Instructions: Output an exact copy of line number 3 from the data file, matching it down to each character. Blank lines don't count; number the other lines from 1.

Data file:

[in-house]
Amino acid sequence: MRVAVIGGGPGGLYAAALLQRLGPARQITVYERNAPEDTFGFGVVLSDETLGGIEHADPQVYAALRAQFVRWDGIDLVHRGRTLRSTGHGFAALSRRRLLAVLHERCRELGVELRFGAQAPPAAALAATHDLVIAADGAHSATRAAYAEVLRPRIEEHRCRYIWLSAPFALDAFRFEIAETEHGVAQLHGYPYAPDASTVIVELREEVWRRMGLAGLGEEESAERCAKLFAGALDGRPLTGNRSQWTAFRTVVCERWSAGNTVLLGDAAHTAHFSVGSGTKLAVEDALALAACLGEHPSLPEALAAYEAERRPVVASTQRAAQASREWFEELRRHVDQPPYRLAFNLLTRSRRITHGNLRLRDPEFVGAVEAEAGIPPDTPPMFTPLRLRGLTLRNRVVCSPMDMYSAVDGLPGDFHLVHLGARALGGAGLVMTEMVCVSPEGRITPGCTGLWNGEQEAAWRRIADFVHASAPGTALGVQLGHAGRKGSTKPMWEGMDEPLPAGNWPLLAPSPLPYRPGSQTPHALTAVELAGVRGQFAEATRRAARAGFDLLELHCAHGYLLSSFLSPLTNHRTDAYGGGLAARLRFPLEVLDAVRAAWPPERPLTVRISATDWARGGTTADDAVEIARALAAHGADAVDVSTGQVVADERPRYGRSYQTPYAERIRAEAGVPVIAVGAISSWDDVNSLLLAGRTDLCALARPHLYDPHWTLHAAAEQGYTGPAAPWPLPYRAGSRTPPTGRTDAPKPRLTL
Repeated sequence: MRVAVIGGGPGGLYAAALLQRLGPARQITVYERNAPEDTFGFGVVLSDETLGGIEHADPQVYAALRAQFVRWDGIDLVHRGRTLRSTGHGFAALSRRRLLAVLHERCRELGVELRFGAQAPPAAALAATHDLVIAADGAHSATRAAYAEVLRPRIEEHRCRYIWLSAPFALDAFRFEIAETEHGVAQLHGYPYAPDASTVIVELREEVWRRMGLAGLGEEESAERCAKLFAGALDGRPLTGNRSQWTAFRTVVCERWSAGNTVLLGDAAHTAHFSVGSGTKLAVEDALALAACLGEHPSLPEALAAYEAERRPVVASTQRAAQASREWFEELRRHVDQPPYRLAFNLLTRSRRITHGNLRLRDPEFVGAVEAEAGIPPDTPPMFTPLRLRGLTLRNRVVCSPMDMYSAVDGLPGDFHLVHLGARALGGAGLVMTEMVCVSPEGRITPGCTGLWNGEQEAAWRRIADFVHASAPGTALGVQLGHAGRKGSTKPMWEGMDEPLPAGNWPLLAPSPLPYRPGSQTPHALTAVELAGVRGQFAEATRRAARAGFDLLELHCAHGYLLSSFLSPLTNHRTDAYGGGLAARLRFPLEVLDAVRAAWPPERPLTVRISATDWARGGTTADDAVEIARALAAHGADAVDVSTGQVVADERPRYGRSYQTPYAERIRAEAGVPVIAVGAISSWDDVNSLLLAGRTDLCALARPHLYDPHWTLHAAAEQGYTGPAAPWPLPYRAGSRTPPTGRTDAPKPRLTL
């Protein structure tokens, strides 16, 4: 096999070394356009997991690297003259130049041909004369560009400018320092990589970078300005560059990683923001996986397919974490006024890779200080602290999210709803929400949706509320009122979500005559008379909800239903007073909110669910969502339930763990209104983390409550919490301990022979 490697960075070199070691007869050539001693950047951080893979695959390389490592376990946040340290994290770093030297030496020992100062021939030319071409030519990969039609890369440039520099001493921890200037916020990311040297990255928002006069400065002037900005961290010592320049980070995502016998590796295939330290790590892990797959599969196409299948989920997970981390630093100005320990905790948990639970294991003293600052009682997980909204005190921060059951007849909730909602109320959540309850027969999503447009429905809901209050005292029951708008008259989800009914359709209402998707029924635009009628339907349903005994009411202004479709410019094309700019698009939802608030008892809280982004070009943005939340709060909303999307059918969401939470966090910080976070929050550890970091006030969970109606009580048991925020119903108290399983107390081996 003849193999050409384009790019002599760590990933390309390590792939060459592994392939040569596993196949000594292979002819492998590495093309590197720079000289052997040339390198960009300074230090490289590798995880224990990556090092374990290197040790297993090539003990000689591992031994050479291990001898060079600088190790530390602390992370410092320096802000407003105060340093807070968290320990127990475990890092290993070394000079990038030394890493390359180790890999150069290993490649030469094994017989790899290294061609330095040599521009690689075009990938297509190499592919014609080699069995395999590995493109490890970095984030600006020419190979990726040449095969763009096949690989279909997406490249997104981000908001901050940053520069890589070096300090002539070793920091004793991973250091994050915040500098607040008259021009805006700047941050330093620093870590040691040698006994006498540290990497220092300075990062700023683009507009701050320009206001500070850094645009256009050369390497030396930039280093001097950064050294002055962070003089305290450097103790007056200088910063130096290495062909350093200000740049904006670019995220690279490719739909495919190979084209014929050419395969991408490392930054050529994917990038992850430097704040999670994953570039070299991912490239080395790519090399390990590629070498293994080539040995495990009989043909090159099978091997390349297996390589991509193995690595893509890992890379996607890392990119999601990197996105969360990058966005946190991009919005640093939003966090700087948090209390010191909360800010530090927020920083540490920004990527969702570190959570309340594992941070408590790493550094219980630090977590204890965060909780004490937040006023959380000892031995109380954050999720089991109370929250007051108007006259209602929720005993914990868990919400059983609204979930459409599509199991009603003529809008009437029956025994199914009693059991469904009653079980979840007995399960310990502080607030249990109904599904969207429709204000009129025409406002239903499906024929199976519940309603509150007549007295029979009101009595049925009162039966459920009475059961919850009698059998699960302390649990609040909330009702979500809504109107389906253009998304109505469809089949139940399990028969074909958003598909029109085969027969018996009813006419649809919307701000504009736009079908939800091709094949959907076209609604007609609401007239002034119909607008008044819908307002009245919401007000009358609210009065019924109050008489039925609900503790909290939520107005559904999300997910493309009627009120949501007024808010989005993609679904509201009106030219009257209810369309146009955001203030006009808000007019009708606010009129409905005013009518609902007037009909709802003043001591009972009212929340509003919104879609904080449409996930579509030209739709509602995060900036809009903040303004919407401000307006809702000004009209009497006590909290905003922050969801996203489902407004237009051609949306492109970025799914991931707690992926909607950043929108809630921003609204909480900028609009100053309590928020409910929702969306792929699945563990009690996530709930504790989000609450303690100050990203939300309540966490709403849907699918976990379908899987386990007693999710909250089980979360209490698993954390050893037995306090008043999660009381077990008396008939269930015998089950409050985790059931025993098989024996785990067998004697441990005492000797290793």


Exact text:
Repeated sequence: MRVAVIGGGPGGLYAAALLQRLGPARQITVYERNAPEDTFGFGVVLSDETLGGIEHADPQVYAALRAQFVRWDGIDLVHRGRTLRSTGHGFAALSRRRLLAVLHERCRELGVELRFGAQAPPAAALAATHDLVIAADGAHSATRAAYAEVLRPRIEEHRCRYIWLSAPFALDAFRFEIAETEHGVAQLHGYPYAPDASTVIVELREEVWRRMGLAGLGEEESAERCAKLFAGALDGRPLTGNRSQWTAFRTVVCERWSAGNTVLLGDAAHTAHFSVGSGTKLAVEDALALAACLGEHPSLPEALAAYEAERRPVVASTQRAAQASREWFEELRRHVDQPPYRLAFNLLTRSRRITHGNLRLRDPEFVGAVEAEAGIPPDTPPMFTPLRLRGLTLRNRVVCSPMDMYSAVDGLPGDFHLVHLGARALGGAGLVMTEMVCVSPEGRITPGCTGLWNGEQEAAWRRIADFVHASAPGTALGVQLGHAGRKGSTKPMWEGMDEPLPAGNWPLLAPSPLPYRPGSQTPHALTAVELAGVRGQFAEATRRAARAGFDLLELHCAHGYLLSSFLSPLTNHRTDAYGGGLAARLRFPLEVLDAVRAAWPPERPLTVRISATDWARGGTTADDAVEIARALAAHGADAVDVSTGQVVADERPRYGRSYQTPYAERIRAEAGVPVIAVGAISSWDDVNSLLLAGRTDLCALARPHLYDPHWTLHAAAEQGYTGPAAPWPLPYRAGSRTPPTGRTDAPKPRLTL